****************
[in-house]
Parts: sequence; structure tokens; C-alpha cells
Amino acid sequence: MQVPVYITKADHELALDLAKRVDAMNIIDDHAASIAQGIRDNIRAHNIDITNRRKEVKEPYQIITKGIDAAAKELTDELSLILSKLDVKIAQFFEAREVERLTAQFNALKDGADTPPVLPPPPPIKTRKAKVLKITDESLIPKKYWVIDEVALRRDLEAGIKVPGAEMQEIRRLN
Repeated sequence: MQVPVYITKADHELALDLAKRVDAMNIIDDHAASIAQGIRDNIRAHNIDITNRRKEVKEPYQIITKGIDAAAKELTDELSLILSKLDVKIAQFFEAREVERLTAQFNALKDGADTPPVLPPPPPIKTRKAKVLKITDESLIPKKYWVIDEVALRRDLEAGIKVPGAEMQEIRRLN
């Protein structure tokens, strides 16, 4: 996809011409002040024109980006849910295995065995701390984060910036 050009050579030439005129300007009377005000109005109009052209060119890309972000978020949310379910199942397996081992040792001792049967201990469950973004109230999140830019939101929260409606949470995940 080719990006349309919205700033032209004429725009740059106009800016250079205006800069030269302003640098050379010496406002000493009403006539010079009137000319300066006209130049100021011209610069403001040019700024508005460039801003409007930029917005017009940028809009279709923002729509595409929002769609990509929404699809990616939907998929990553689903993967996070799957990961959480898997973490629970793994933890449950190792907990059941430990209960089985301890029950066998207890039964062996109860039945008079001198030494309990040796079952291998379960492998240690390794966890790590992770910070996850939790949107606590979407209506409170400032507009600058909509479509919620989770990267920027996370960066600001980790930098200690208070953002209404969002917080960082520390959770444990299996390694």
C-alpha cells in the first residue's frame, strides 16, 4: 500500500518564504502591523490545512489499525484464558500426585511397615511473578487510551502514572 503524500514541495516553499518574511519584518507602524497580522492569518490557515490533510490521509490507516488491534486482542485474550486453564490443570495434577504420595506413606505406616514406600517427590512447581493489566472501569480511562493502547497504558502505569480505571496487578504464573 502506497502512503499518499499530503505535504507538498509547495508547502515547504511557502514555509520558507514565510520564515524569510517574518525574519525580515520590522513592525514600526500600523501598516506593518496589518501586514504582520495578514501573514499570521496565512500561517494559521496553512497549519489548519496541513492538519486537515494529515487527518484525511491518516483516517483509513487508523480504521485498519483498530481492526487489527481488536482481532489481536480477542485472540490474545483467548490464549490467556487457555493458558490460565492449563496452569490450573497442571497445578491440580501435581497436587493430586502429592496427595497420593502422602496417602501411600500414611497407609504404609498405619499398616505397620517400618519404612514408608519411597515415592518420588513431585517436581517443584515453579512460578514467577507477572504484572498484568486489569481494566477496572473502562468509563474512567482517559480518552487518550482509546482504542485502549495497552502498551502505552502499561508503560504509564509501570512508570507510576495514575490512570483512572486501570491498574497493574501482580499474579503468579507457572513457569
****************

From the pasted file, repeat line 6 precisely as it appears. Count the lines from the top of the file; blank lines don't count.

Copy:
C-alpha cells in the first residue's frame, strides 16, 4: 500500500518564504502591523490545512489499525484464558500426585511397615511473578487510551502514572 503524500514541495516553499518574511519584518507602524497580522492569518490557515490533510490521509490507516488491534486482542485474550486453564490443570495434577504420595506413606505406616514406600517427590512447581493489566472501569480511562493502547497504558502505569480505571496487578504464573 502506497502512503499518499499530503505535504507538498509547495508547502515547504511557502514555509520558507514565510520564515524569510517574518525574519525580515520590522513592525514600526500600523501598516506593518496589518501586514504582520495578514501573514499570521496565512500561517494559521496553512497549519489548519496541513492538519486537515494529515487527518484525511491518516483516517483509513487508523480504521485498519483498530481492526487489527481488536482481532489481536480477542485472540490474545483467548490464549490467556487457555493458558490460565492449563496452569490450573497442571497445578491440580501435581497436587493430586502429592496427595497420593502422602496417602501411600500414611497407609504404609498405619499398616505397620517400618519404612514408608519411597515415592518420588513431585517436581517443584515453579512460578514467577507477572504484572498484568486489569481494566477496572473502562468509563474512567482517559480518552487518550482509546482504542485502549495497552502498551502505552502499561508503560504509564509501570512508570507510576495514575490512570483512572486501570491498574497493574501482580499474579503468579507457572513457569